P & Q: Translucent Maple Tuiles

I’m excited and nervous for these!  You?

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19 thoughts on “P & Q: Translucent Maple Tuiles

  1. I’ve always wanted to make cookies like this, so I am excited. I’ve tried making florentines before and it was a big fail so hopefully they will turn out better.

  2. MAKE THE BATTER NOW. Batter takes five minutes and can sit in your fridge all week.
    My most successful ones used a “shave” less butter than called for.
    If you want add ins, put them in before you refrigerate.
    Be prepared to bake tuiles with add ins for an extra minute and they’re tricky to get off the silpat. I chilled them before removing.
    I curled my plain ones over a 1″ dowel, not the rolling pin.
    If all else fails, they are mighty tasty, so just sprinkle them on something and call it a success.

  3. I just measured the dough ingredients and these are the weight conversions –

    2 oz butter (or a shave less if you follow Clivia’s suggestion, above)
    1 1/8oz brown sugar
    2 oz maple sugar
    2 oz flour

    Using a scale you can make the dough with one bowl, a sifter, a spoon, and whatever you use to mix with (I’ll use my hand mixer)

    Excited and nervous here – I wanted to make these to accompany a dessert for a dinner party I gave a few weeks ago, but I ran out of time preparing other dishes.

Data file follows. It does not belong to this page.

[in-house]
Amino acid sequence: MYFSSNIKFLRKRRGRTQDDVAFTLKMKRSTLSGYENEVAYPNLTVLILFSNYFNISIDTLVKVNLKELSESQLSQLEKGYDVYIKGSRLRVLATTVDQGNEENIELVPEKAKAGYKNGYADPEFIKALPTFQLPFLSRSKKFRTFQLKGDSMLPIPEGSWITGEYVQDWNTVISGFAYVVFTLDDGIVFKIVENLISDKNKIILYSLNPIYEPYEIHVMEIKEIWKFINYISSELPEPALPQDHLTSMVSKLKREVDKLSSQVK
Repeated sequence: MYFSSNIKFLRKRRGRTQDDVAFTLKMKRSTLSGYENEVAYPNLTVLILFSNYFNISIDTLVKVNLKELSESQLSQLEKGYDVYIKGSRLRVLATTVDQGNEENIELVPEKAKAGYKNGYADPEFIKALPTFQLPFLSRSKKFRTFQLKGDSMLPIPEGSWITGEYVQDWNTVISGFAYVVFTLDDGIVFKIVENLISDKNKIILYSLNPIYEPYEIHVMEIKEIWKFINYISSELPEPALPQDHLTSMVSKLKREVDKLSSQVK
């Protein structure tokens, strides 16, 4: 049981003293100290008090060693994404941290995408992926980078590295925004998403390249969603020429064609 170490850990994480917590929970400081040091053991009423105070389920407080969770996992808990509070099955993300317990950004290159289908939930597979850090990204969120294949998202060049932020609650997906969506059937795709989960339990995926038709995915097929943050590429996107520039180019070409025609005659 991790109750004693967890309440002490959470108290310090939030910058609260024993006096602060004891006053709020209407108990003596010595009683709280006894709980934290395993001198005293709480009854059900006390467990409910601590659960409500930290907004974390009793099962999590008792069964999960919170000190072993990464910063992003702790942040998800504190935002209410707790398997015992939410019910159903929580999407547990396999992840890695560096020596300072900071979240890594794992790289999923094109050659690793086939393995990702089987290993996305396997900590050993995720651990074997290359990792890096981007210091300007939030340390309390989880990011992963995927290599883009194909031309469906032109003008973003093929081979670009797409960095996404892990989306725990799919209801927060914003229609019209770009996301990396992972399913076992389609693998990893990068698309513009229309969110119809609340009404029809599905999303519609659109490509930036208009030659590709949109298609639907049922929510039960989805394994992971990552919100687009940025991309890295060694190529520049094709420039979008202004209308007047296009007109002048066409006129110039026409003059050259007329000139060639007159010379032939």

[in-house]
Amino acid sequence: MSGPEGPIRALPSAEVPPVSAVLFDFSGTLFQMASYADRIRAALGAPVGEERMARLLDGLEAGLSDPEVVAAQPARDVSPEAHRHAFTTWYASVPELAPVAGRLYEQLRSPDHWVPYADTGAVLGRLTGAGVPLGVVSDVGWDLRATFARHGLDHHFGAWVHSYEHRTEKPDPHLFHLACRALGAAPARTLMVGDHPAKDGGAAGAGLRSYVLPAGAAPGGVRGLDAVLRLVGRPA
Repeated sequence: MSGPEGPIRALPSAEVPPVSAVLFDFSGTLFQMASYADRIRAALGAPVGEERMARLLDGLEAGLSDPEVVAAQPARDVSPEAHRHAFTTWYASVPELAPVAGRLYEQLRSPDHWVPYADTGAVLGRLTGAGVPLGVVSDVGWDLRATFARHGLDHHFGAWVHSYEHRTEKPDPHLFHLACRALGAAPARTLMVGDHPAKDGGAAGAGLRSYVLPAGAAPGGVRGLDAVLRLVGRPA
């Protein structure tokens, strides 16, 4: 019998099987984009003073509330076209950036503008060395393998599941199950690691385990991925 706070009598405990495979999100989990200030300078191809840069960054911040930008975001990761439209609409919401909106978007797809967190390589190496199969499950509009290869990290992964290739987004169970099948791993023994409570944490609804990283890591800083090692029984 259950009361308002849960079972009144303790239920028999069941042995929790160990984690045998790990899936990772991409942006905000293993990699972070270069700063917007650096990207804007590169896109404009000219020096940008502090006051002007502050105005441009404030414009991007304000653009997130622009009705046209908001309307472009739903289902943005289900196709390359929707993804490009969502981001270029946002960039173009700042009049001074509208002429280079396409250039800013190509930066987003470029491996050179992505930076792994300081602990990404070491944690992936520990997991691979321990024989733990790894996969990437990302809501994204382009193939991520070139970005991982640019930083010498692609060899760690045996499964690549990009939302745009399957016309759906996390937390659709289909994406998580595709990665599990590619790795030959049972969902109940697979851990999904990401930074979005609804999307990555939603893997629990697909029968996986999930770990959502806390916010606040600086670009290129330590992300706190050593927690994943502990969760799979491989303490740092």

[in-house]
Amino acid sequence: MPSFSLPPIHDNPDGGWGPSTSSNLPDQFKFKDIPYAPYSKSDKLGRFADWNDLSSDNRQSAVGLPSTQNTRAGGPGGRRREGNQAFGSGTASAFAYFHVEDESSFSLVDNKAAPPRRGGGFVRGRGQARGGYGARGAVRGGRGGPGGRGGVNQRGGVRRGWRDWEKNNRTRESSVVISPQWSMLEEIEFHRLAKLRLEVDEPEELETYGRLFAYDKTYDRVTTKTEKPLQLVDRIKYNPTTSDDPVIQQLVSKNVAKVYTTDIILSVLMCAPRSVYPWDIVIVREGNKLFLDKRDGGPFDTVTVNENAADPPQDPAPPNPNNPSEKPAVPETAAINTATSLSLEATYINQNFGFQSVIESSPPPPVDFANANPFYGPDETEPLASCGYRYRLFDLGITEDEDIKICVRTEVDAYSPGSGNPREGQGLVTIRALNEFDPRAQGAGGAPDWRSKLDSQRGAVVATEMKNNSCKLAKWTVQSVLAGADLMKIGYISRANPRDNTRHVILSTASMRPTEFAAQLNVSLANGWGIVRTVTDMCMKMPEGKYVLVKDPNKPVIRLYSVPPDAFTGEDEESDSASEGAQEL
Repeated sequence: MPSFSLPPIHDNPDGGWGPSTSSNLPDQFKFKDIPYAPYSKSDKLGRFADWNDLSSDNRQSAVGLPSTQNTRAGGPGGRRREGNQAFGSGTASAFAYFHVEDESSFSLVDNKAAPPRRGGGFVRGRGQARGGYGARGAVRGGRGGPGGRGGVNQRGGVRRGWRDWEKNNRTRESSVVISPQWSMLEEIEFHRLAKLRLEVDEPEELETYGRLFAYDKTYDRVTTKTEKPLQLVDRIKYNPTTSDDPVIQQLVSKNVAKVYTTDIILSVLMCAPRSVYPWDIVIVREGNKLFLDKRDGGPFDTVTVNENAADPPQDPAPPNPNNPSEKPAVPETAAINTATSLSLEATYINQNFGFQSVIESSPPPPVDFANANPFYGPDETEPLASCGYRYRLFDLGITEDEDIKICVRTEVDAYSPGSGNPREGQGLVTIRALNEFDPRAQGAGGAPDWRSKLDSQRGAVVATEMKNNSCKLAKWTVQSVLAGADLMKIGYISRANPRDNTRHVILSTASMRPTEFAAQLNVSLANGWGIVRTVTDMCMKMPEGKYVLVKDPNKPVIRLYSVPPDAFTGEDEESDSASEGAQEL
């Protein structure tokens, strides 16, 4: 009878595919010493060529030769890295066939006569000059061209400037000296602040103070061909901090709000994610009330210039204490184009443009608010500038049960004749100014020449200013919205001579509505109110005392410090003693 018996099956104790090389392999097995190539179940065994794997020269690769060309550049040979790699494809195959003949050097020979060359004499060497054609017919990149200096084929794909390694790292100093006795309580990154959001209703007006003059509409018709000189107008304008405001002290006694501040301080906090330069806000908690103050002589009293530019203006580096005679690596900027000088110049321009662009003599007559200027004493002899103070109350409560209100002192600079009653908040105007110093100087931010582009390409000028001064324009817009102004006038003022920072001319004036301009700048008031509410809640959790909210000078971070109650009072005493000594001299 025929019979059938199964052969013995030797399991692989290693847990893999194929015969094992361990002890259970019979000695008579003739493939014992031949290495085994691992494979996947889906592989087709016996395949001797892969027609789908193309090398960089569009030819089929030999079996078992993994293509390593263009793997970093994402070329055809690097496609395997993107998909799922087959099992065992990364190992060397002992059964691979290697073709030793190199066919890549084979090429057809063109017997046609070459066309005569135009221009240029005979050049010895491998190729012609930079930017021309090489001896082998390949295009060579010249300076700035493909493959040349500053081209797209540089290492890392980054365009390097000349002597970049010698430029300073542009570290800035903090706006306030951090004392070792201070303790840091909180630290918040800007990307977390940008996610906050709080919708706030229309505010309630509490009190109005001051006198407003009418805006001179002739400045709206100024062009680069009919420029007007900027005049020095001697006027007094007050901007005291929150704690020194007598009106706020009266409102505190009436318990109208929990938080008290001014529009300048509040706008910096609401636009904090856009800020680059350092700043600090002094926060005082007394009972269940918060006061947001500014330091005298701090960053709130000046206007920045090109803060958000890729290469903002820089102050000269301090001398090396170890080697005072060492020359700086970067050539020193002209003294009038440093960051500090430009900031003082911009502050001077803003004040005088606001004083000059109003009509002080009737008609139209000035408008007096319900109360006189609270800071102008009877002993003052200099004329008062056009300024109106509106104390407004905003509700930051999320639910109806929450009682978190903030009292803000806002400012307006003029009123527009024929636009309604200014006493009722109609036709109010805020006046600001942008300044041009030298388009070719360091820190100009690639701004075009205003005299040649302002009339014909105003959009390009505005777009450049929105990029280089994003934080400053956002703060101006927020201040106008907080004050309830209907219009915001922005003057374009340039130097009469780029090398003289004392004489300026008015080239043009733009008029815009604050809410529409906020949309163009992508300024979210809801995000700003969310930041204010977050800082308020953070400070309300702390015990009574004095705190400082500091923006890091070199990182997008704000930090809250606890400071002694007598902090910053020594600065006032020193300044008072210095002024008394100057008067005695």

• It seems I halved everything but the flour, because these aren’t lacy at all. Easy to get off the cookie sheet, though. That’s the second time today I’ve done that. Time to hang up my oven mitts for the day.
        Grrrrrrr!

      • I hope that my measurements didn’t cause your problem with this batch, Mary – now I’m wondering if I weighed the flour correctly for the measurements I gave above — we’ll find out when I bake mine off tomorrow! In the meantime, you all had better double check the flour by volume.

      • No, it wasn’t you, it was definitely me! I did double check and have made yet another batch of batter, so we’ll see how it goes today. These little numbers are quickly becoming an obsession. I am determined to get them right! Thanks!

  4. OK, I baked some of my dough up, and here’s what I found:

    I had to play with the oven temperature and time a bit. The first batch was too low and ended up a bit pliable even when cool (although very delicious and chewy) so didn’t hold the curve. 375 for 8 minutes ended up being perfect.

    Also, the method I settled on was to cut 3″ squares of parchment, center a small ball of dough on each, and bake. Then I lifted the paper off the cookie sheet, peeled the cookie off and draped it. Covering the rolling pin or bottle with plastic wrap first really helped because these were pretty greasy when hot.

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